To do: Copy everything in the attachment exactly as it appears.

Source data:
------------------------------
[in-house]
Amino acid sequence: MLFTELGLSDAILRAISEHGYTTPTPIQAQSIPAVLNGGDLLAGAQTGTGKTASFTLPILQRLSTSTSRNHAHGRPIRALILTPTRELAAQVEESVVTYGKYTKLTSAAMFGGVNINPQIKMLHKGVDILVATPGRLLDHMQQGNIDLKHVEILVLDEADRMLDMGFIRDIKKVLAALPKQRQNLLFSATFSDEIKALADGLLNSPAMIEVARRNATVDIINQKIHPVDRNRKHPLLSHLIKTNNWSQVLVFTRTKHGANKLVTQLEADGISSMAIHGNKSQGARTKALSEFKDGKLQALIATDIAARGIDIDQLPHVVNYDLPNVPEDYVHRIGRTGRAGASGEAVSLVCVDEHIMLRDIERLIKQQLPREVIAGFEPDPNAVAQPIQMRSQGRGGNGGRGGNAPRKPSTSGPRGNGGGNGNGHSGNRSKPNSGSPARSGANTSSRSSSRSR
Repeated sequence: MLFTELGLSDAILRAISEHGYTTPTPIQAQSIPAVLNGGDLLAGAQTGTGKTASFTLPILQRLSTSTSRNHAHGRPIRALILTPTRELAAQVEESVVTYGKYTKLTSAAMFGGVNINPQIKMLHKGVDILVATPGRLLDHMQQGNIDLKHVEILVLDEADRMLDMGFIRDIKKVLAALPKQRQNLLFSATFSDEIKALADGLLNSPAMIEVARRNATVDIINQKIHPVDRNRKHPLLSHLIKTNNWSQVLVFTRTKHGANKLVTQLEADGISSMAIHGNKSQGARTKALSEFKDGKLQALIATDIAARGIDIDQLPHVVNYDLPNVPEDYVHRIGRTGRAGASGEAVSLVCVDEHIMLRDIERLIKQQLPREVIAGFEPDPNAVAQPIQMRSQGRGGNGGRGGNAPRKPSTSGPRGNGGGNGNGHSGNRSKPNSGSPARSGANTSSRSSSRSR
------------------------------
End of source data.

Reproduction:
[in-house]
Amino acid sequence: MLFTELGLSDAILRAISEHGYTTPTPIQAQSIPAVLNGGDLLAGAQTGTGKTASFTLPILQRLSTSTSRNHAHGRPIRALILTPTRELAAQVEESVVTYGKYTKLTSAAMFGGVNINPQIKMLHKGVDILVATPGRLLDHMQQGNIDLKHVEILVLDEADRMLDMGFIRDIKKVLAALPKQRQNLLFSATFSDEIKALADGLLNSPAMIEVARRNATVDIINQKIHPVDRNRKHPLLSHLIKTNNWSQVLVFTRTKHGANKLVTQLEADGISSMAIHGNKSQGARTKALSEFKDGKLQALIATDIAARGIDIDQLPHVVNYDLPNVPEDYVHRIGRTGRAGASGEAVSLVCVDEHIMLRDIERLIKQQLPREVIAGFEPDPNAVAQPIQMRSQGRGGNGGRGGNAPRKPSTSGPRGNGGGNGNGHSGNRSKPNSGSPARSGANTSSRSSSRSR
Repeated sequence: MLFTELGLSDAILRAISEHGYTTPTPIQAQSIPAVLNGGDLLAGAQTGTGKTASFTLPILQRLSTSTSRNHAHGRPIRALILTPTRELAAQVEESVVTYGKYTKLTSAAMFGGVNINPQIKMLHKGVDILVATPGRLLDHMQQGNIDLKHVEILVLDEADRMLDMGFIRDIKKVLAALPKQRQNLLFSATFSDEIKALADGLLNSPAMIEVARRNATVDIINQKIHPVDRNRKHPLLSHLIKTNNWSQVLVFTRTKHGANKLVTQLEADGISSMAIHGNKSQGARTKALSEFKDGKLQALIATDIAARGIDIDQLPHVVNYDLPNVPEDYVHRIGRTGRAGASGEAVSLVCVDEHIMLRDIERLIKQQLPREVIAGFEPDPNAVAQPIQMRSQGRGGNGGRGGNAPRKPSTSGPRGNGGGNGNGHSGNRSKPNSGSPARSGANTSSRSSSRSR